Bangkok 2011 Flood Damage Assessment Using 1-m Satellite Imagery: AIT Campus Infrastructure Assets

Bangkok 2011 Flood Damage Assessment Using Pre-flood and Post-flood 1-m Satellite Imagery Scenes: Imagery-based Inventory Map of AIT Campus Infrastructure Assets, Post-flood Geospatial Mapping, and Flood Defense Strategy.

My summary report on in-depth analysis of AIT campus flood inundation using satellite imagery and geospatial analysis includes major contributions of Mr. Alper Durmus from his thesis chapters. Alper completed his M.S. degree in July 2012.

This is my third report related to the flood impact assessment after my December 2011 visit to Bangkok, Thailand. As observed during my student days of 1973-75 at the beautiful AIT campus, the surrounding area was mostly paddy fields, klongs, and small villages with traditional Thai wooden buildings on wooden piles so that the first floor and living space was above normal flood level. This is one type of flood protective design of residential/commercial buildings recommended by the U.S. Federal Emergency Management Agency (FEMA) in addition to the dike (flood wall) protection that was used to protect the AIT campus where all buildings were built of reinforced concrete structures.

The entire campus of the Asian Institute of Technology (AIT) in Pathumthani province was inundated with by 2-3 m of floodwater on October 21 for about six weeks until the end of November 2011. The administration deployed their emergency evacuation plan successfully and evacuated all staff, students, faculty and a number of classroom furniture and computer equipment to two temporary locations in Hua Hin and Cha-am. The floodwater was pumped out and recovery and restoration operations started at the campus in Rangsit immediately in early December with the help of campus community and Thai alumni with the worldwide alumni support.

The academic program was relocated to the Rangsit campus in February 2012. These milestone achievements have been unprecedented. It also necessitated the need for strategic flood defense planning in case of future floods to save the campus infrastructure and expensive laboratory and computer research equipment worth hundreds of millions of dollars.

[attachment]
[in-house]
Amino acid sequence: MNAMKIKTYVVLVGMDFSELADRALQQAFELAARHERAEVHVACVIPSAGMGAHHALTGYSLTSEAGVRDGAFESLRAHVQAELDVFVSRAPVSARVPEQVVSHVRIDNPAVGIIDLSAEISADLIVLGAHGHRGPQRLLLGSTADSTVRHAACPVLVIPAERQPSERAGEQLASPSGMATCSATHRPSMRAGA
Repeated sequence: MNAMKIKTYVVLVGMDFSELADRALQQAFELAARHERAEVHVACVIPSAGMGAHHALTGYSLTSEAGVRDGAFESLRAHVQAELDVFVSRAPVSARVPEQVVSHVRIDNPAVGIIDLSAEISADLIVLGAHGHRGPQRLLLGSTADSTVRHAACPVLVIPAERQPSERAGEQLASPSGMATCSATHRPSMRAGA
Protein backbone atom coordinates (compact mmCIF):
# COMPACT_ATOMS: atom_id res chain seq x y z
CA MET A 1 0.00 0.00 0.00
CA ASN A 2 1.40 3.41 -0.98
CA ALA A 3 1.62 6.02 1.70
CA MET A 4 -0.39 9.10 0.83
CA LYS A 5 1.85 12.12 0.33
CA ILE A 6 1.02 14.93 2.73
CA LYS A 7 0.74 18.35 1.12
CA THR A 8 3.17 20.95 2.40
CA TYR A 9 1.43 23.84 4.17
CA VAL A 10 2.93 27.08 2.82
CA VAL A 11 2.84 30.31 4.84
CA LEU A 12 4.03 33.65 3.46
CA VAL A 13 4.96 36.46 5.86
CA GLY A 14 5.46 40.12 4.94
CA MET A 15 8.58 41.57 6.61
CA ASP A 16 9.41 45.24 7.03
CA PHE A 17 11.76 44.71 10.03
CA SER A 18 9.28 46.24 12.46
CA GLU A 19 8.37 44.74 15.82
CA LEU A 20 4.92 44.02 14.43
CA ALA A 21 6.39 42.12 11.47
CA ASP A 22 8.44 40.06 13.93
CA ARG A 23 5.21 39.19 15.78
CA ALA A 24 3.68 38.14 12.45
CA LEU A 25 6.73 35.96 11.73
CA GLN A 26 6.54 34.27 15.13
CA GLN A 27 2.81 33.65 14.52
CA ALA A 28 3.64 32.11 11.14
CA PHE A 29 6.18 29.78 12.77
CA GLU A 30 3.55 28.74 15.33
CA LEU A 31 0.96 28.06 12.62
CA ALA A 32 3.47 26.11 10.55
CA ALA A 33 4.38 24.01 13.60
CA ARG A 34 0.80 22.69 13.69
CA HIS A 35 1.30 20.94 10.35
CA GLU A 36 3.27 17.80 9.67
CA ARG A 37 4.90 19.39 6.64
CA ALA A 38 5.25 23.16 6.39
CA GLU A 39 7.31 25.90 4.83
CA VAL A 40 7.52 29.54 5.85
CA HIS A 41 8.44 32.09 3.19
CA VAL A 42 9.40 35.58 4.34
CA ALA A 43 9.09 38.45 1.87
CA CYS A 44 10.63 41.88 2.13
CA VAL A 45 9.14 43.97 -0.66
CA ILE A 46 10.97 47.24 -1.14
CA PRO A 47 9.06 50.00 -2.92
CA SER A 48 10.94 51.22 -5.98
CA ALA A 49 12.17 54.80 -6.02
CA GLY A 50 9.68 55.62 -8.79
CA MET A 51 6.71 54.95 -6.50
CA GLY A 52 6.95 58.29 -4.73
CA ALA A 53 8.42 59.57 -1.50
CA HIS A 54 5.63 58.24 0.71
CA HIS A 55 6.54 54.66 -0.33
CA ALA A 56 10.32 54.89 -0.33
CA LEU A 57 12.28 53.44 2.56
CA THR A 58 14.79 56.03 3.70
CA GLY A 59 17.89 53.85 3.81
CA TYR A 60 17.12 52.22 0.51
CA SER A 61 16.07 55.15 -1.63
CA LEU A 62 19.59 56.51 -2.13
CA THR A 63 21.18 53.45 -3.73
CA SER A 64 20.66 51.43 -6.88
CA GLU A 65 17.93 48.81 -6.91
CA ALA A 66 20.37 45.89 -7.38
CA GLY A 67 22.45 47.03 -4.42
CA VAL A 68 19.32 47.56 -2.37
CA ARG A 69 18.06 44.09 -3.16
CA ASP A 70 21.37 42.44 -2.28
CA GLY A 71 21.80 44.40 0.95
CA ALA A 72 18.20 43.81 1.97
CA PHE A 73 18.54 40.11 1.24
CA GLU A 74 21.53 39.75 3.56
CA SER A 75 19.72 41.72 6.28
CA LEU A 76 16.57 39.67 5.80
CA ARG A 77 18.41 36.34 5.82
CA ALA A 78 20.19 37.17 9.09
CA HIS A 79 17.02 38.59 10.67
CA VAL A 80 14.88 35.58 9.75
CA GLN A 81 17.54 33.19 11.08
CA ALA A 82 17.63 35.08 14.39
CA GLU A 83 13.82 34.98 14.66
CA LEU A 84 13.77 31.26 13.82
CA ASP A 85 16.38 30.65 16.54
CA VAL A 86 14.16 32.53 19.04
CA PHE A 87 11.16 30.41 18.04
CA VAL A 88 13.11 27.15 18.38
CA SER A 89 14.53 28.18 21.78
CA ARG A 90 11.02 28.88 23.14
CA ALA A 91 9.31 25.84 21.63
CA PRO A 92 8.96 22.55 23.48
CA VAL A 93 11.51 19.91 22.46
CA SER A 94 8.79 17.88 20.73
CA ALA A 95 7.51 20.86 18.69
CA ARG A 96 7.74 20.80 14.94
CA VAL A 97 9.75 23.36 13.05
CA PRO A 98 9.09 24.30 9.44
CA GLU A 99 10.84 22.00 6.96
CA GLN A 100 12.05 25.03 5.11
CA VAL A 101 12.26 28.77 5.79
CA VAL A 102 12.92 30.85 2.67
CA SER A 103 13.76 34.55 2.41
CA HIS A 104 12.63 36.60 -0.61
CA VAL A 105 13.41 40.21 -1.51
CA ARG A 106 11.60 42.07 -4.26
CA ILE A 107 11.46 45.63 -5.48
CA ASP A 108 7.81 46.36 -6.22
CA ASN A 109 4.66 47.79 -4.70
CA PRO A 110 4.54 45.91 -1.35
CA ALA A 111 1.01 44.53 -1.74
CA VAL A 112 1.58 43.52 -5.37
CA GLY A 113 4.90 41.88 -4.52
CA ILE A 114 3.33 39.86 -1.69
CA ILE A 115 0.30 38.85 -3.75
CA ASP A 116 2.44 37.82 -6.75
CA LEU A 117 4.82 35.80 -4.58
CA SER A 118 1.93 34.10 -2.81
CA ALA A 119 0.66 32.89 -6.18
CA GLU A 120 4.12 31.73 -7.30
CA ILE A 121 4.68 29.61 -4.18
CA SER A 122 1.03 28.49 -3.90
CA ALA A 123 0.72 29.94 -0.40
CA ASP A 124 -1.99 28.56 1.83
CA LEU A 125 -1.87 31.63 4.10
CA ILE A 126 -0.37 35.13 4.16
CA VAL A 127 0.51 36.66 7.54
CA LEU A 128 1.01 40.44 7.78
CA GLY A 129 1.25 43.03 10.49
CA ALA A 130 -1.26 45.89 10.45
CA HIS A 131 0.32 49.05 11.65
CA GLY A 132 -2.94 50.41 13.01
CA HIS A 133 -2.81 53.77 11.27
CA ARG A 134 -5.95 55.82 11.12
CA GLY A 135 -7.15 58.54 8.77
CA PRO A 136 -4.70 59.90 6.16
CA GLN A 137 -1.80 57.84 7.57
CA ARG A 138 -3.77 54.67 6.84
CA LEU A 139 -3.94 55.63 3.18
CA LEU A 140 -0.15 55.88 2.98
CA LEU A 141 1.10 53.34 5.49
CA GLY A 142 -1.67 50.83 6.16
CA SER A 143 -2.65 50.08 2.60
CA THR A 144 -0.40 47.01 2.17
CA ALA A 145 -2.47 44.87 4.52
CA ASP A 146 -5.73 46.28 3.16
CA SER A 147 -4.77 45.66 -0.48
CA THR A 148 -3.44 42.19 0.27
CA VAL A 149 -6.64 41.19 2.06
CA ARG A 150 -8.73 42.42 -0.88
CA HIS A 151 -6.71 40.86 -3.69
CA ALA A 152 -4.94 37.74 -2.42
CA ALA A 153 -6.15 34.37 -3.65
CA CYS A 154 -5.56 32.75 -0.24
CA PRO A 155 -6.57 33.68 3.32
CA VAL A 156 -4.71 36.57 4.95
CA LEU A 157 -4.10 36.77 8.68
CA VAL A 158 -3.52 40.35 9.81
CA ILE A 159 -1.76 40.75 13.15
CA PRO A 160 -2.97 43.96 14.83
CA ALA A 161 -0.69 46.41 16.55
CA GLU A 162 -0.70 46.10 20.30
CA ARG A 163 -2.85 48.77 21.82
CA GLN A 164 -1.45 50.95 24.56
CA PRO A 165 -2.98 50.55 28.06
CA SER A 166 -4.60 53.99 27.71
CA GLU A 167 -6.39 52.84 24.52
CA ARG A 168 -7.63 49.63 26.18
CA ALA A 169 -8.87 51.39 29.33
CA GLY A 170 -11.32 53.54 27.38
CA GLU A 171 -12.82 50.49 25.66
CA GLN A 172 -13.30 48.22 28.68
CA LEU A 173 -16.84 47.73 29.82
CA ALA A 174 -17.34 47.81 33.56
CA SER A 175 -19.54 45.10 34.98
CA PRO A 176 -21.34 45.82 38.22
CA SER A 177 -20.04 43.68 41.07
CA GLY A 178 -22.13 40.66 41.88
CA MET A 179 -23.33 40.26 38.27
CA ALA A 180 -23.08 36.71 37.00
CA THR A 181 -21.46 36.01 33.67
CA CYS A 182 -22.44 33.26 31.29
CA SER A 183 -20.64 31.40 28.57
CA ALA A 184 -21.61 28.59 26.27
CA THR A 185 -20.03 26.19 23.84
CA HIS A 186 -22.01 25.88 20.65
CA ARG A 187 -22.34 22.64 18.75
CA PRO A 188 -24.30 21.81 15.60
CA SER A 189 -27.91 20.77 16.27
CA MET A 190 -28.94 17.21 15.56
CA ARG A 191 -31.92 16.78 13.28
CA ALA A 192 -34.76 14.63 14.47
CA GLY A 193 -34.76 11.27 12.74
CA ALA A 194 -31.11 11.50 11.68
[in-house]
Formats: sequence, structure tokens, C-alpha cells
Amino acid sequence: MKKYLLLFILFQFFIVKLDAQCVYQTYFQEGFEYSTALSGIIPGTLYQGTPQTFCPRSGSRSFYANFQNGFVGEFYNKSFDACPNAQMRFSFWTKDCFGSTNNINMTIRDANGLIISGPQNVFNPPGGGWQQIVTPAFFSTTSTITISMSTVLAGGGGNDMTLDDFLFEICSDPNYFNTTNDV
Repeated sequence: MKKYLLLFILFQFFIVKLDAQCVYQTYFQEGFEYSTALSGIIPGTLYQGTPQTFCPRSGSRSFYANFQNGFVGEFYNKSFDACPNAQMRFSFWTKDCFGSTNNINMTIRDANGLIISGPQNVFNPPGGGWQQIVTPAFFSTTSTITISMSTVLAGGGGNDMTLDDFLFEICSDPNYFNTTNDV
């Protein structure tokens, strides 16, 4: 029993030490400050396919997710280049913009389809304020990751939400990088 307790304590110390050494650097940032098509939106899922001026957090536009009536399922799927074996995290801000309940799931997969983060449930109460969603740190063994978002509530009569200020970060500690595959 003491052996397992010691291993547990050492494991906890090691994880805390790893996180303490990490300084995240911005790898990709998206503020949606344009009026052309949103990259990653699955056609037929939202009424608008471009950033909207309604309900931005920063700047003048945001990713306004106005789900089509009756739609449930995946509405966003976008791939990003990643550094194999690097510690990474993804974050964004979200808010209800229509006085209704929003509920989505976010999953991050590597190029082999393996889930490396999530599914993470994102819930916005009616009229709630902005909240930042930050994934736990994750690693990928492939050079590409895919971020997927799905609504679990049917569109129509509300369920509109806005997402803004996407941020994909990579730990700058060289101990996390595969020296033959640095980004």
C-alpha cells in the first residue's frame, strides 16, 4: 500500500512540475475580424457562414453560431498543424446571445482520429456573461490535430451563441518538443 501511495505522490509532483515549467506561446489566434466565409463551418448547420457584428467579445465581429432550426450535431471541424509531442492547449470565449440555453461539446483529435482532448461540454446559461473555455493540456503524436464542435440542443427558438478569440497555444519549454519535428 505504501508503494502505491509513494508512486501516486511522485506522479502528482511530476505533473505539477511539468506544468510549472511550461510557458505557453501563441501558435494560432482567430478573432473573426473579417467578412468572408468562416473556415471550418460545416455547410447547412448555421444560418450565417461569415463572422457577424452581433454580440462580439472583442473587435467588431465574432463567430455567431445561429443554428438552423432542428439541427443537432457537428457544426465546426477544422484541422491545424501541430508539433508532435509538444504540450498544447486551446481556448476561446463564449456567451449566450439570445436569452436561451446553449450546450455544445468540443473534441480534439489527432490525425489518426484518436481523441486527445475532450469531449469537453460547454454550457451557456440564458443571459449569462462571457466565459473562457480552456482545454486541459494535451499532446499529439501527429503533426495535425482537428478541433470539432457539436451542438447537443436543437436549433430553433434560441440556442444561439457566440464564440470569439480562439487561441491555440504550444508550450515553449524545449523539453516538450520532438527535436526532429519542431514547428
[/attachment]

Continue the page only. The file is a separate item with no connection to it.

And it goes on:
AIT Campus Infrastructure and Inspection Map Based on 19 Dec 2011 Visit Notes of Dr. Waheed Uddin (Map Credit: Alper Durmus)

The following summary of imagery-based pre-flood campus inventory and post-flood damage assessment of the AIT campus in Bangkok is partially based on the M.S. thesis of Alper Durmus completed on July 26, 2012 at the University of Mississippi. Only key results of the geospatial analysis using pre- and post-flood Ikonos satellite imagery scenes are presented to assess pre-flood built infrastructure and post-flood safeguard strategies.

The 2010 pre-flood imagery from December 18, 2010 shows clearly all the roads, buildings, dikes, and other features of this green and ecologically healthy campus.

Uddin’s Pre-Flood Assessment of AIT Campus Infrastructure Using geoeye’s IKONOS Imagery of 18 Dec 2010


The 2011 imagery from early November 4, 2011 shows the flooded campus and confirms the field inspection on December 19, 2011. Flood water devastated the first floors of all buildings.

Uddin’s AIT Campus Flood Assessment Using geoeye’s IKONOS Imagery of 4 Nov 2011

The 2.5m high campus dikes, serving well as a floodwall to protect the campus since 1970 for over 40 years, were breached as the highway on eastside worked as a dam collecting runoff and floodwater from around other educational institutes and industrial/commercial estates.

A flood depth map, created using the imagery based geospatial infrastructure and terrain planimetrics and the measured flood mark heights, shows the total flooded area of 1.27 km2. The total standing flood water is estimated as 3 million cu. m. According to the latest U.S. standards and flood damage rating methodology the flood damage at the campus was catastrophic.